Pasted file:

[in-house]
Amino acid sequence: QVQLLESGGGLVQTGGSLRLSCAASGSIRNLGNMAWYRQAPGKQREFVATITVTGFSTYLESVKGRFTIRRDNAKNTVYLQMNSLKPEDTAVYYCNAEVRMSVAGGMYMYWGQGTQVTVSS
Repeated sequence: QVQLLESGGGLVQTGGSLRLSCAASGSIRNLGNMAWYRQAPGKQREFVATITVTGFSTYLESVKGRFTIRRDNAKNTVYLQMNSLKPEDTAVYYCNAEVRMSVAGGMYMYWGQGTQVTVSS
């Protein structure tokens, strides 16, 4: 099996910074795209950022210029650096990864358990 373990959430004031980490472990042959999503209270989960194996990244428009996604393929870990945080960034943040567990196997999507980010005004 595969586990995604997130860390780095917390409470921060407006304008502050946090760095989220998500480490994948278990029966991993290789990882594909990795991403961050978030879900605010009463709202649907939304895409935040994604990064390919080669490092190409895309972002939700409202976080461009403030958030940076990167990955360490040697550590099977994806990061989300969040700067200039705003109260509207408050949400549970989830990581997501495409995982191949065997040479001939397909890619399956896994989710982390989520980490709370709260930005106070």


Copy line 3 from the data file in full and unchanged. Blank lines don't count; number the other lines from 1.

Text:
Repeated sequence: QVQLLESGGGLVQTGGSLRLSCAASGSIRNLGNMAWYRQAPGKQREFVATITVTGFSTYLESVKGRFTIRRDNAKNTVYLQMNSLKPEDTAVYYCNAEVRMSVAGGMYMYWGQGTQVTVSS